Sunday, 7 December 2014

The future looks incredibly bleak for social democrats

  • Surfers Without Waves – Is Social Democracy Dead In The Water? - “No social democratic party anywhere in the world is on the front foot. Sure, parties may find themselves in government – as they do in Denmark, Sweden, Germany and France, in their own right or as part of a coalition – but this happens by accident and tends to be down to the failures of the right. And in office, social democrats tend to follow austerity or austerity-lite measures. No social democratic party has a strident and confident set of intellectual and organisational ideas that propel a meaningful alternative political project. The future looks incredibly bleak. Why? … The brief upturn in the electoral fortunes of social democrats in the mid 1990s around the third way, the new middle and Clintonism was won at the expense of the further erosion of an increasingly ignored electoral base. In the mistaken belief it had nowhere else to go, core support was traded for core values and reliance pinned on a dysfunctional financialised capitalism that backfired spectacularly in 2008 with social democrats caught with their fingers in the neo-liberal till. … Instead of more things we didn’t know we wanted, paid for with money we don’t have, to impress people we don’t know, social democrats are going have to talk about more of other things – more time, public space, clean air, community and autonomy.
  • Antarctic seawater temperatures rising – “New research published … in the journal Science shows how shallow shelf seas of West Antarctica have warmed over the last 50 years. The international research team say that this has accelerated the melting and sliding of glaciers in the area, and that there is no indication that this trend will reverse.”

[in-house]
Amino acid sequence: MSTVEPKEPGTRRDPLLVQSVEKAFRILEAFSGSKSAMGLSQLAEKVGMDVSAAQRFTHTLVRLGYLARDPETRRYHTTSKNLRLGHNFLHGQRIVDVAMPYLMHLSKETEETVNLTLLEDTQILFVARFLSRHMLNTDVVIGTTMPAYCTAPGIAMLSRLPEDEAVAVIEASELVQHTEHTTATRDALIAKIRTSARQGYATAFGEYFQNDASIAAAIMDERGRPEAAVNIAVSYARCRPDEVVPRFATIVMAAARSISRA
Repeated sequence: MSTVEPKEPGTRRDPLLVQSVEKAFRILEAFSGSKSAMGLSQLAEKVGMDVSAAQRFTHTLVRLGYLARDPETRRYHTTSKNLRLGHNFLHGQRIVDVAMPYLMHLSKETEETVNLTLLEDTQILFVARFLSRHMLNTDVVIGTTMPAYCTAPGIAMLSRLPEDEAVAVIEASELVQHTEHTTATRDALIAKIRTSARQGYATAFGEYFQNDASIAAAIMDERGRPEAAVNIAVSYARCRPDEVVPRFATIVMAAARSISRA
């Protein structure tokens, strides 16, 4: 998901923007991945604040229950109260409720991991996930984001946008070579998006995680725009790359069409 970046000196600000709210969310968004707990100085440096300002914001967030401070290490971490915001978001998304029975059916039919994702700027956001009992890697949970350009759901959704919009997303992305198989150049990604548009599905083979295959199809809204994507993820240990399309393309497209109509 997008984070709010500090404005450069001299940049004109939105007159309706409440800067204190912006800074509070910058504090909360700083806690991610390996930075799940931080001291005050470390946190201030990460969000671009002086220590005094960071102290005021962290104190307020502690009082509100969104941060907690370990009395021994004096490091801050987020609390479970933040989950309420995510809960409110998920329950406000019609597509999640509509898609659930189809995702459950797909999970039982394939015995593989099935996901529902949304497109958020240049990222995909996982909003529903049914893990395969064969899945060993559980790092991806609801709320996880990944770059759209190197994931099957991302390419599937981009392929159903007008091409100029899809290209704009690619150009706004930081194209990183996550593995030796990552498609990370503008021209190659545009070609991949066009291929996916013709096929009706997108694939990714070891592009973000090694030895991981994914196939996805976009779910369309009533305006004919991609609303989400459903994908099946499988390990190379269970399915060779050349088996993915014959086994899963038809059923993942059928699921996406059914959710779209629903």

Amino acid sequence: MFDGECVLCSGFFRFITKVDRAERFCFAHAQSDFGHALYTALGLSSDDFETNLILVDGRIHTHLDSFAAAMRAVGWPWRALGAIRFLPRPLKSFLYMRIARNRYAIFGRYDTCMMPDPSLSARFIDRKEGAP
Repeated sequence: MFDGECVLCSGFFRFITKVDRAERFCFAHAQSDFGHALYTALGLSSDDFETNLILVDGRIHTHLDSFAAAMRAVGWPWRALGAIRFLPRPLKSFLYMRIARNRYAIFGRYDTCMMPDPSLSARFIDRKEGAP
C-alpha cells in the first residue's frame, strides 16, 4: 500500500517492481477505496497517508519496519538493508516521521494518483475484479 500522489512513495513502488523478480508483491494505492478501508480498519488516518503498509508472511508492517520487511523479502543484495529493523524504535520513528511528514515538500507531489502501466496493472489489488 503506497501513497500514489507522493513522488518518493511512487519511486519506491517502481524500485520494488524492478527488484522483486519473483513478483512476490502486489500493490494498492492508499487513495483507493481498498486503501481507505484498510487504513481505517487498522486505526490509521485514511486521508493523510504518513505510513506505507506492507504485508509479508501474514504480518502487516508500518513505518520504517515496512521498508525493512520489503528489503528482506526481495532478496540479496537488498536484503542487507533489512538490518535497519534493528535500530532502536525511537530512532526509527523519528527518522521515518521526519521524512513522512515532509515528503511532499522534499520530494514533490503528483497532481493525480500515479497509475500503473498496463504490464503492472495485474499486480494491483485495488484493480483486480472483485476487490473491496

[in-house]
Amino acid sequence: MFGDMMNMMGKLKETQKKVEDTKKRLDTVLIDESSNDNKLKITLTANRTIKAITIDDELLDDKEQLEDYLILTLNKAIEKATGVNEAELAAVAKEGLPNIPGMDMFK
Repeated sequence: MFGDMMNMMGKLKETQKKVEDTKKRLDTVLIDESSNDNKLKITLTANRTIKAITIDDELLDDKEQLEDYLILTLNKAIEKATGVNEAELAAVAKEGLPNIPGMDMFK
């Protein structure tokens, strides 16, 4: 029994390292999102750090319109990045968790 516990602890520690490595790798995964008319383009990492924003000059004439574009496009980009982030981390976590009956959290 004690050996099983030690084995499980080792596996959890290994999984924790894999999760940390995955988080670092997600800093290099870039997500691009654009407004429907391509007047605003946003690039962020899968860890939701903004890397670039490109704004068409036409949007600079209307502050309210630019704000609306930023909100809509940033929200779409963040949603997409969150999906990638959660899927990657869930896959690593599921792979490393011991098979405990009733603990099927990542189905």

• Racial Divide: The Tragedy of America’s First Black President – Police killings of black youth in Ferguson and Cleveland have outraged many in the US. The tragic events show how deep the societal divide remains between blacks and whites. Many have given up hope that President Obama can change anything.
  • The Last Chapter – Books and bookselling have been with us for a couple of thousand years, in which time they have progressed out of the libraries and into bookshops and homes, away from institutions and towards individuals. A great success story, but nearly all stories have an ending.
  • New Asahi Shimbun chief promises to restore public trust in daily – “The Asahi Shimbun’s new president vowed Friday to rebuild domestic and international trust in the beleaguered paper by broadening the range of views expressed in its pages, correcting erroneous information in a timely manner and being more careful with investigative stories. Masataka Watanabe, 55, formally assumed his new post as president Friday, taking over from Tadakazu Kimura, who stepped down to take responsibility for errant reporting based on the transcript of a government interview with Masao Yoshida, the late head of the Fukushima No. 1 nuclear power plant.”
New Republic
  • Have You Resigned from The New Republic Yet? – “Yesterday, the magazine’s two top editors, Franklin Foer and Leon Wieseltier, quit before they could be fired. Gabriel Snyder, a former editor of Gawker and the Atlantic Wire, is the new editor of the magazine, which will reduce its frequency from 20 issues per year to 10. (Foer reportedly learned he was going to be replaced from reading a post on Gawker.) … The pair’s ousting has led to a mass exodus from the masthead, which began yesterday when contributing editors Jonathan Chait and Ryan Lizza cut ties via Twitter, and picked up this morning. By our count, 33 of the magazine’s editors and contributors have also resigned.
  • Can anyone be a journalist? UGA researcher examines citizen journalism – Citizen journalists are expanding the definition of journalists. And new research by a University of Georgia professor looks at how two court cases work together to uphold freedom of expression.
  • Looking at El Niño’s past to predict its future
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